By 1783, with the end of the British blockade, the new nation was regaining its prosperity. However, trade opportunities were restricted by the mercantilism of the British and French empires. The ports of the British West Indies were closed to all staple products which were not carried in British ships. France and Spain established similar policies. Simultaneously, new manufacturers faced sharp competition from British products which were suddenly available again. Political unrest in several states and efforts by debtors to use popular government to erase their debts increased the anxiety of the political and economic elites which had led the Revolution. The apparent inability of the Congress to redeem the public obligations (debts) incurred during the war, or to become a forum for productive cooperation among the states to encourage commerce and economic development, only aggravated a gloomy situation. In 1786 87, Shays' Rebellion, an uprising of farmers in western Massachusetts against the state court system, threatened the stability of state government.[26]

The Continental Congress printed paper money which was so depreciated that it ceased to pass as currency, spawning the expression "not worth a continental". Congress could not levy taxes and could only make requisitions upon the States. Less than a million and a half dollars came into the treasury between 1781 and 1784, although the governors had been asked for two million in 1783 alone.[27]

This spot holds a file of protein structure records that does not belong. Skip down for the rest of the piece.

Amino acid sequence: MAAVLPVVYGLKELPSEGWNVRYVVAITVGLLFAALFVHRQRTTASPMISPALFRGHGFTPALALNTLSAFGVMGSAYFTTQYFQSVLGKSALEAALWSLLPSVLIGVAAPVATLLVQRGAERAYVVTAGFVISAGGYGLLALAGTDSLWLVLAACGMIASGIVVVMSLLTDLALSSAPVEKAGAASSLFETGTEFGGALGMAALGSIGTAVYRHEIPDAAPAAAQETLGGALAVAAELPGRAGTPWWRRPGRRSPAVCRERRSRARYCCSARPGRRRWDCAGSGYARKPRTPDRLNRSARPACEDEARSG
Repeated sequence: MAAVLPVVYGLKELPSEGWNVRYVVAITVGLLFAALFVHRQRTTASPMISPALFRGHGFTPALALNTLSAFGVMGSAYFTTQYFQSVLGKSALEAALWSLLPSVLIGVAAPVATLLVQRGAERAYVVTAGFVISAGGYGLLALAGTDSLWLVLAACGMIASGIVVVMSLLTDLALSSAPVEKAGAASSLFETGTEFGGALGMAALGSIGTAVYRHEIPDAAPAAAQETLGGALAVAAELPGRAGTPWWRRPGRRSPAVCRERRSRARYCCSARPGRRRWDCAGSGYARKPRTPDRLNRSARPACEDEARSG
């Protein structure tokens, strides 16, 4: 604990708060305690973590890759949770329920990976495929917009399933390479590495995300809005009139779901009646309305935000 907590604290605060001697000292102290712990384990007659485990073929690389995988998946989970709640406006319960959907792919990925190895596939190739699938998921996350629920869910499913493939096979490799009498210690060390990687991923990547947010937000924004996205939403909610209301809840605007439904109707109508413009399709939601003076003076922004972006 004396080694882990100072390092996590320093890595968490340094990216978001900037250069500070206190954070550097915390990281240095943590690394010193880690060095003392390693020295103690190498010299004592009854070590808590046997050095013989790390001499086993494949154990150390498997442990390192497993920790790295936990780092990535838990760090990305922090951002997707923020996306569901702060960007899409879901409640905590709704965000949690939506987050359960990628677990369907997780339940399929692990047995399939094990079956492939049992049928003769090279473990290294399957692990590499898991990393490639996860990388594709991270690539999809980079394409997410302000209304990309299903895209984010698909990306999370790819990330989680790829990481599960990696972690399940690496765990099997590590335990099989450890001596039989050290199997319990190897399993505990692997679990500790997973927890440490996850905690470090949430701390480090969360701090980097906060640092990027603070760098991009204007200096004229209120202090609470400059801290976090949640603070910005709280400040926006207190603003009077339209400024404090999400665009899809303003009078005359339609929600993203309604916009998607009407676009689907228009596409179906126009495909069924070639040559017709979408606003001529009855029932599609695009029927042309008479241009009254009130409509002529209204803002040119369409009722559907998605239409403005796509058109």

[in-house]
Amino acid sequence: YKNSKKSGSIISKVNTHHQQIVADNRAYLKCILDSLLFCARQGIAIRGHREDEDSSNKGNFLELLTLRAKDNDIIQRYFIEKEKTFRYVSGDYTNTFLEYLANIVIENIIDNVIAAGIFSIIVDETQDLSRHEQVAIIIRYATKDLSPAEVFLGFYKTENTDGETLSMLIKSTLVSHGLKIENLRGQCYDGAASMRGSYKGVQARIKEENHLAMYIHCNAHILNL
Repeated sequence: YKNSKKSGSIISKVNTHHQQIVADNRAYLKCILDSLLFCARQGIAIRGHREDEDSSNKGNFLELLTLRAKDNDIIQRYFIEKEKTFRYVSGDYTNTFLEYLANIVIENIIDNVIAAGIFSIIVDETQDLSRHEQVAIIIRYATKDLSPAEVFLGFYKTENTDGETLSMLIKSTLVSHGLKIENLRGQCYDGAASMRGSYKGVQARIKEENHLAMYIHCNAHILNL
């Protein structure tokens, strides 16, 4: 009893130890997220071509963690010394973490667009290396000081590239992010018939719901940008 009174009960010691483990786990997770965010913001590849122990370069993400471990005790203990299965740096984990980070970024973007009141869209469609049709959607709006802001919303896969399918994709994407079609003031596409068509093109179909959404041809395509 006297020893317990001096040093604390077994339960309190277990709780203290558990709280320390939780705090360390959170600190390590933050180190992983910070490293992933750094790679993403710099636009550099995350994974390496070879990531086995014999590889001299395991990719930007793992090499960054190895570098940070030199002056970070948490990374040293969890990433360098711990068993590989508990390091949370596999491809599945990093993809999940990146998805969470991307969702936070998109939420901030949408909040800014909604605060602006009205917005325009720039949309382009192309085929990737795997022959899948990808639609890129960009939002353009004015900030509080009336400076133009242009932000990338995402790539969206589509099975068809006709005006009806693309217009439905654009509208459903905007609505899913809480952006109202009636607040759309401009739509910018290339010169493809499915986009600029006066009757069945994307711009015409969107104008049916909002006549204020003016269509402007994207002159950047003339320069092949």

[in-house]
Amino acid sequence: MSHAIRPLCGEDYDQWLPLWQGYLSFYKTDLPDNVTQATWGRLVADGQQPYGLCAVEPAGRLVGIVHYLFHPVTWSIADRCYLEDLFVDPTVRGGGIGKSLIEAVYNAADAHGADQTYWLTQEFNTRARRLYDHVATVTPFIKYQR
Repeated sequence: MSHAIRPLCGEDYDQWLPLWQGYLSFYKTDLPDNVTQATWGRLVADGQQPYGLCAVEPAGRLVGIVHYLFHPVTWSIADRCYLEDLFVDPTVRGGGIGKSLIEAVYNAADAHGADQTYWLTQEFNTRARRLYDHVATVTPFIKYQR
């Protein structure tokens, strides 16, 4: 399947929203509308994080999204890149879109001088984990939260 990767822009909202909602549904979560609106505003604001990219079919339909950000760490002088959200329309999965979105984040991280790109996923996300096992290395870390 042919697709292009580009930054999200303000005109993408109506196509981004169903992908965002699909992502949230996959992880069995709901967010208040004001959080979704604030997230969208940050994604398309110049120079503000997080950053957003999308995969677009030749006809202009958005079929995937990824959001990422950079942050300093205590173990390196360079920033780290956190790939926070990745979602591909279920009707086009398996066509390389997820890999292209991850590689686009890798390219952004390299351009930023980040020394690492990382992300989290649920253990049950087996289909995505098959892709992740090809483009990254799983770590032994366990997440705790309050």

When Adams went to London in 1785 as the first representative of the United States, he found it impossible to secure a treaty for unrestricted commerce. Demands were made for favors and there was no assurance that individual states would agree to a treaty. Adams stated it was necessary for the States to confer the power of passing navigation laws to Congress, or that the States themselves pass retaliatory acts against Great Britain. Congress had already requested and failed to get power over navigation laws. Meanwhile, each State acted individually against Great Britain to little effect. When other New England states closed their ports to British shipping, Connecticut hastened to profit by opening its ports.[28]

By 1787 Congress was unable to protect manufacturing and shipping. State legislatures were unable or unwilling to resist attacks upon private contracts and public credit. Land speculators expected no rise in values when the government could not defend its borders nor protect its frontier population.[29]